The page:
she comes one day and says: ?I爐hink I?m going
to爎un for Congress??
HC Well, it hasn?t happened yet. But part of what
I?m trying to do now is not let my loss discourage
young women from taking public positions, even
running for office themselves. So I?m supporting
organisations that are out recruiting women,
training women, helping women run. And part
of爐he lessons are how you grow a thick skin
without losing your sense of humour, without
becoming too grim and too serious.
MB I think, when I was 25, nobody in the world
knew who I was. But if I?d got the sort of tweets
then that I get now?
HC You would have been crushed. You would
have gone to bed.
MB I would have gone to bed. I wouldn?t have
even gone out.
HC That?s the problem, but you have set a good
example of how you overcome it. I am really
envious of the kind of freedom that you have.
But爕ou?ve taken that freedom and your
expertise, and used it to enhance the public
debate. Mary, what do you think the moment was
when you won the debate with Johnson?
MB It was when I said: ?Boris has been
claiming爐hat Roman literature really wasn?t
worth reading. But a leading politician said of
Book IV of燰irgil?s Aeneid, on the death of his
lover Dido, that it was: ?The best book of the best
poem of the燽est poet.? Who do you think that
was?? And Boris had to say: ?I think that might
have been me.? [Laughter.]
HC Preparation!
MB It paid off ?
SEE THE FULL COLLECTION AVAILABLE FROM �9 TO �,250 IN STORE OR ONLINE
I?m not a
funny person.
But is good comedy
always about
punching up?
I?m having
an existential
crisis about
how I approach
comedy
Nish Kumar and
Reni Eddo-Lodge
The comedian
and the
writer
Portraits by Antonio Olmos and Rebecca Marshall
Nish Kumar and Reni Eddo-Lodge have distinct
laughs: his loud and staccato, hers somewhere
between a dry chuckle and a sweet hiccup. They
might seem an odd pairing, a comedian and host
of BBC show The Mash Report, who sometimes
uses race as a punchline, and the author of this
year?s Why I?m No Longer Talking to White People
About Race, but their chemistry is fascinating.
The pair first met after contributing to 2016?s
anthology The Good Immigrant, in which Kumar
wrote an essay on his misidentification as
a�confused Muslim?, and Eddo-Lodge on black
identity. Both are unashamedly ?woke? (although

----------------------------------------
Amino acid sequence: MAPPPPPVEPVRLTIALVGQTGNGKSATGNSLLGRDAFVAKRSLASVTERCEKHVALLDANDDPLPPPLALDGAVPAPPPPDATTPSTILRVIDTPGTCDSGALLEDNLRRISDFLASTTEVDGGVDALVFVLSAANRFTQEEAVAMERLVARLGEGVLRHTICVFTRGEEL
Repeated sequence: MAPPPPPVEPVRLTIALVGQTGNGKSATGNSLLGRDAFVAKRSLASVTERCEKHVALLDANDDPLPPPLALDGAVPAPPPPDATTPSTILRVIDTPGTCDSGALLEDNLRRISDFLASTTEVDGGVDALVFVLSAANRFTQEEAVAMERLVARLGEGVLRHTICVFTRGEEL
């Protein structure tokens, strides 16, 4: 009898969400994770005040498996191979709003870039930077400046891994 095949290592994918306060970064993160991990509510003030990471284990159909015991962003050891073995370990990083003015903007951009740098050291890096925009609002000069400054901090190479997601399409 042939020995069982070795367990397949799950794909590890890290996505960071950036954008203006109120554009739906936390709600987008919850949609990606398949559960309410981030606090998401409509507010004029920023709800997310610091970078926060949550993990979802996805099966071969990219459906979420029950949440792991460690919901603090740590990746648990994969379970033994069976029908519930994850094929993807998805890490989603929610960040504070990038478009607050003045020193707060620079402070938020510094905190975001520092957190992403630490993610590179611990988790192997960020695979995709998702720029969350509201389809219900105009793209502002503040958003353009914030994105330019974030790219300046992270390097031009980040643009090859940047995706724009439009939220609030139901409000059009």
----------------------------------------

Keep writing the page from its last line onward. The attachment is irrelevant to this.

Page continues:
I doubt they would use that word) and willing
to explore the intersectional narratives around
topics such as race, gender and privilege that
have been brewing on the internet for years ? now
even more so, as what happens on social media
bleeds into our political and personal lives.
At 32, Kumar scrapes into the millennial
bracket, while Eddo-Lodge, at 28, is firmly of that
generation. Conveying the energy and humour
of their conversation is difficult in plain text, but
imagine the boom of Kumar?s laughter and the
dry delivery of Eddo-Lodge?s jokes, and you?ll
be most of the way there. The pair discussed
everything from Kumar?s gassy stomach to the
importance of optimism in a world that can feel
borderline dystopian. Charlie Brinkhurst-Cuff
Nish Kumar We met at the book launch, then
went for a nice brunch, a bunch of us.
Reni Eddo-Lodge I don?t remember you that
much, I must say.
NK I was out of my comfort zone, so I sort of hid
at the back.
REL Why out of your comfort zone?
NK I?d never been to a book launch before. I felt
like a visitor from the world of low culture.
REL Actually, I came to see you on tour in
2015, when I was a nobody.
NK I didn?t know that! That would have
been in the Soho theatre. That show has just
appeared on Netflix, through a clerical
error. I watched a bit of it and was like,
oh, you naive fool. Because in that
show I?m like, ?Don?t worry, guys, it?s
going to be OK, the left of politics is going
to be fine.? I even took a second to openly
praise the comedy of Louis CK! So it has not
aged well.